The Heart of the Problem Is the Problem of the Heart

February 20, 2019 at 12:20 pm | Posted in Jeremiah | 9 Comments
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Jeremiah was commanded not to participate in one of the most important things in the life of a Jewish man: getting married and having a family.

Thou shalt not take thee a wife, neither shalt thou have sons or daughters in this place.

Jeremiah 16:2

He was also forbidden from participating in two of the key social events of his day: weddings and funerals.

For thus saith the LORD, Enter not into the house of mourning, neither go to lament nor bemoan them: for I have taken away my peace from this people, saith the LORD, even lovingkindness and mercies.

Jermeiah 16:5

Thou shalt not also go into the house of feasting, to sit with them to eat and to drink. For thus saith the LORD of hosts, the God of Israel; Behold, I will cause to cease out of this place in your eyes, and in your days, the voice of mirth, and the voice of gladness, the voice of the bridegroom, and the voice of the bride.

Jeremiah 16:8

In Jewish society in those days, these prohibitions would have caused people to say, “Something ain’t right about that fella.” Mourning with others was a great source of comfort, and weddings were generally considered the chief occasions of celebration and joy, but the land of Judah was about to become one giant graveyard. There would be no time for burials, mourning, or comfort, and a wedding would not be a reason to celebrate if families were about to be killed and torn apart.

The remainder Jeremiah Chapter 16 deals with the people’s almost unbelievable questioning about what sin they could possibly have committed to cause the Lord to do this to them, and Jeremiah’s patiently explaining it to them once again, which continues in Chapter 17, broken down into large categories which emphasize the root of the problems that had led them into more specific sins and had brought God’s judgment on themselves.

The first was idolatry.

The sin of Judah is written with a pen of iron, and with the point of a diamond: it is graven upon the table of their heart, and upon the horns of your altars; Whilst their children remember their altars and their groves by the green trees upon the high hills.

Jeremiah 17:1-2

Jeremiah attacked their hearts, which had become pagan altars, just like the ones in the groves. They might deny it, but their children knew where Dad and Mom really gave their loyalty and worship.

The second was unbelief.

Thus saith the LORD; Cursed be the man that trusteth in man, and maketh flesh his arm, and whose heart departeth from the LORD.

Jeremiah 17:5

Political alliances with other countries on a national level, and faith in their own strength instead of God on a personal level, were symptoms of the fact that they simply did not believe in their hearts that God was who He said He was (and had proven to be) or that He could or would do what He said He would do.

Jeremiah 17:9 is a key verse to the whole chapter – and to the whole Bible.

The heart is deceitful above all things, and desperately wicked: who can know it?

Jeremiah 17:9

This is a more accurate statement about the human race than you will find in any anthropology textbook. It is unflattering and brutally honest. It is a valid proof text on the state of mankind apart from God. This is a verse that would be good for all of us to memorize or at least with which to be very familiar.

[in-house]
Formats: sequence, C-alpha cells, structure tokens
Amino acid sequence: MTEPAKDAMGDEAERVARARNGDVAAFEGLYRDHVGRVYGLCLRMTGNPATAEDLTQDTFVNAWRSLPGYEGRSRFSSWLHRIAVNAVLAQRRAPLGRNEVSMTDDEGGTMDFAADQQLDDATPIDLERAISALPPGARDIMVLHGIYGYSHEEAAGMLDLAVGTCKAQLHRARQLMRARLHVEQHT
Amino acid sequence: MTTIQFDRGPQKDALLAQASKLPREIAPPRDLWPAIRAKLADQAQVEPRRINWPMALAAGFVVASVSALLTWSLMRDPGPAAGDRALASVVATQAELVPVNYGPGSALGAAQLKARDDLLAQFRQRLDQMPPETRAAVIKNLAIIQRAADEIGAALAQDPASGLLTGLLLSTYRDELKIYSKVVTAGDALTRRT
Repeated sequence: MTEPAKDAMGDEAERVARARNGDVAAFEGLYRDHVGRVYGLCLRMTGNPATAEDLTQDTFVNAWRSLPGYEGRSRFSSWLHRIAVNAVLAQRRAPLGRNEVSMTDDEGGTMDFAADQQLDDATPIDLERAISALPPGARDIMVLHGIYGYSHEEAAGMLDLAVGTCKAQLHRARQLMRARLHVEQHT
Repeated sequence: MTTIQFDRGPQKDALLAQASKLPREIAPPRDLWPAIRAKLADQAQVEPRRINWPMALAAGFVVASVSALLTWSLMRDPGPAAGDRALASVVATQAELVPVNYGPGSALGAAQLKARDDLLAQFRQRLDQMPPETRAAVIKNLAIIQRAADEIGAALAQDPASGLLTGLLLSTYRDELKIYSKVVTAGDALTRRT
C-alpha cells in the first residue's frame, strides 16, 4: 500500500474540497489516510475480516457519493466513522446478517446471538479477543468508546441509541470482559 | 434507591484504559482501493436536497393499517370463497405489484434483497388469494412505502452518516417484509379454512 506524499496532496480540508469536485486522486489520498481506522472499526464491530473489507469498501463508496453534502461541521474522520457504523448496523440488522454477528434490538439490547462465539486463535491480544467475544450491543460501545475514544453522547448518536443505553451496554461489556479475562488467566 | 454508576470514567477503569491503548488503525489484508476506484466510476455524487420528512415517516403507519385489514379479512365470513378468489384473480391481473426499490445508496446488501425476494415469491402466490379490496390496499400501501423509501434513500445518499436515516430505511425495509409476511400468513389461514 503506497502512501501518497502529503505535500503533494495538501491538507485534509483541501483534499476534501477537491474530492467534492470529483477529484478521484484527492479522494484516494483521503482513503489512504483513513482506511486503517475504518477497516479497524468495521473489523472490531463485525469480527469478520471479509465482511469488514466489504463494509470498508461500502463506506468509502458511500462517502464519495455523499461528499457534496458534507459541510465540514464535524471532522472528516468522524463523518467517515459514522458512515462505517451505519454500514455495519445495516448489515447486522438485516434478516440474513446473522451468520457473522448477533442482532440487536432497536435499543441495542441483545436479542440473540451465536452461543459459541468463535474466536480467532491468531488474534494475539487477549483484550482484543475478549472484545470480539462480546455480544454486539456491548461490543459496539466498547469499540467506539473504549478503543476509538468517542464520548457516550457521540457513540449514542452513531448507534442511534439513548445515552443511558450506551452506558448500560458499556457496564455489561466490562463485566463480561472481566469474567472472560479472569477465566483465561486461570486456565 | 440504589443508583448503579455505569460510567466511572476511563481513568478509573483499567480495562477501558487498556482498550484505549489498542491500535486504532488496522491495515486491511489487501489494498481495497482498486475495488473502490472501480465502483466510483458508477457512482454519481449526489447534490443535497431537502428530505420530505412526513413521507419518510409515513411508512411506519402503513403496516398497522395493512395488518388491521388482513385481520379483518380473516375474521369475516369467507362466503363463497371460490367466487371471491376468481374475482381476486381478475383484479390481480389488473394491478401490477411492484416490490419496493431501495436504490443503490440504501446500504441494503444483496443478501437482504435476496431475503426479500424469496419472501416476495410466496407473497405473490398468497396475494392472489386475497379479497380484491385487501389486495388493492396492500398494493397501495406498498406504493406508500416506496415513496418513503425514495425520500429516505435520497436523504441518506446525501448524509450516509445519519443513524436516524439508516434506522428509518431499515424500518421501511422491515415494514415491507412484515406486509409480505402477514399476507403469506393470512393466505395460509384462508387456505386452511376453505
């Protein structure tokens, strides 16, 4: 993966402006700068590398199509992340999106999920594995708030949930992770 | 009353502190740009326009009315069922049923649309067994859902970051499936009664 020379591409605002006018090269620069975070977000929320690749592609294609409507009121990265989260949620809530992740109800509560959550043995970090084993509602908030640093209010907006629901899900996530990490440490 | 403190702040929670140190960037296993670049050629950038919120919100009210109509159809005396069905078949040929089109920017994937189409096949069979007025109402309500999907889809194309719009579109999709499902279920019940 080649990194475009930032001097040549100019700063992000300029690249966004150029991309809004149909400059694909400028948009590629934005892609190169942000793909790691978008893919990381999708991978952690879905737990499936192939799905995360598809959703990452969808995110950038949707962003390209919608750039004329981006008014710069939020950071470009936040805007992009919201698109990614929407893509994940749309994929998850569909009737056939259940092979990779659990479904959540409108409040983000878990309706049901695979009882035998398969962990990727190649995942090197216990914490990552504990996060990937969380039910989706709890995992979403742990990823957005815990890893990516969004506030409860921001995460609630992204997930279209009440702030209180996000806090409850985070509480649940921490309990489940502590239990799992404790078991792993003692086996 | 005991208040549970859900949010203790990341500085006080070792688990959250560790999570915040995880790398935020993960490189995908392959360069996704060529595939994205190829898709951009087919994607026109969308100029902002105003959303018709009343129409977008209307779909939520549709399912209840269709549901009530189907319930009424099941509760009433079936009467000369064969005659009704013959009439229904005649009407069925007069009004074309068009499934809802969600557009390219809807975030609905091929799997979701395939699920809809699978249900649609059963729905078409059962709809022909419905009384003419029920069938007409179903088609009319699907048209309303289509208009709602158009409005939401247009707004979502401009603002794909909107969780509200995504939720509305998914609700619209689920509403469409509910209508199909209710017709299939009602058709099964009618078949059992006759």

It speaks of “the” heart – a total (yet accurate) generalization meaning that this describes the heart of every single person. The “heart” is the essence of a person’s nature – including his desires, his intellect, and his will. It is “deceitful,” meaning that it has the ability and the strong tendency to fool others and to fool its possessor. It is deceitful above “ALL” things, including Satan himself. It is also “desperately wicked.” Wicked alone would be more than bad enough, but it is not only wicked. It is in a state of great urgency and desperation to devise and commit evil deeds, to concoct and carry out evil plans, to jump eagerly to evil reactions and responses. The description of “desperately wicked” also expresses the idea of terminal, incurable wickedness – that which is sick beyond cure, broken beyond repair. “Who can know it?” is a rhetorical question meaning that no one but God can truly fathom it. We often believe that we know our own hearts, but not even we ourselves are able to comprehend the depths of the wickedness of our own hearts. We can never contemplate some horrible atrocity and honestly say, “I would never…” We truly have no concept of how low we would sink to accomplish the desires of our hearts if God’s restraining grace were removed from this world and from each of us individually.

So, Jeremiah the prophetic heart attacker – as God’s spokesman – attacked the hearts of the people for their idolatry, their unbelief, and (third) their greed.

As the partridge sitteth on eggs, and hatcheth them not; so he that getteth riches, and not by right, shall leave them in the midst of his days, and at his end shall be a fool.

Jeremiah 7:11

A bird that hatches another bird’s eggs finds herself without any chicks. In the same way, God’s people – thinking they were the true owners of God’s wealth – would wake up to find it gone. Don’t think you can trust in your checking account, your 401(k) plan, your cash money, or even a treasure chest full of gold buried in the woods. These things are assigned value only by God, ultimately, and He could make them worthless in a heartbeat.

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